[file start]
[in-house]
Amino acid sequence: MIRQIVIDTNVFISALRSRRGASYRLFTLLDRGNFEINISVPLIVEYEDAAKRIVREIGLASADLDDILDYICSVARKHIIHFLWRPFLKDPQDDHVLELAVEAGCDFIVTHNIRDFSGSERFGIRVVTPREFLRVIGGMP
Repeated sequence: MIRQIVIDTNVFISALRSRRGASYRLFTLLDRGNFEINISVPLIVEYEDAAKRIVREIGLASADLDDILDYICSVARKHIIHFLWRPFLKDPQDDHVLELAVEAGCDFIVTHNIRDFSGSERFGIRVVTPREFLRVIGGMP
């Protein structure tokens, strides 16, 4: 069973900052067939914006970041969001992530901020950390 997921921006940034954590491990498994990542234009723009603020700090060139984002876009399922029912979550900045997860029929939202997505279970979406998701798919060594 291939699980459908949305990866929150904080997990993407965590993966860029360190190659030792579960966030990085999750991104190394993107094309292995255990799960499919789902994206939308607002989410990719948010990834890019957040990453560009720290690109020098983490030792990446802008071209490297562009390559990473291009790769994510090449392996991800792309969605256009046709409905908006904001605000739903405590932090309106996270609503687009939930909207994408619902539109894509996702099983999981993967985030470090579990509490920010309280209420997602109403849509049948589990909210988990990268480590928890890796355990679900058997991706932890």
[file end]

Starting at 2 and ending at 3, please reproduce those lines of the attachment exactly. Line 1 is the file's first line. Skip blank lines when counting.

Amino acid sequence: MIRQIVIDTNVFISALRSRRGASYRLFTLLDRGNFEINISVPLIVEYEDAAKRIVREIGLASADLDDILDYICSVARKHIIHFLWRPFLKDPQDDHVLELAVEAGCDFIVTHNIRDFSGSERFGIRVVTPREFLRVIGGMP
Repeated sequence: MIRQIVIDTNVFISALRSRRGASYRLFTLLDRGNFEINISVPLIVEYEDAAKRIVREIGLASADLDDILDYICSVARKHIIHFLWRPFLKDPQDDHVLELAVEAGCDFIVTHNIRDFSGSERFGIRVVTPREFLRVIGGMP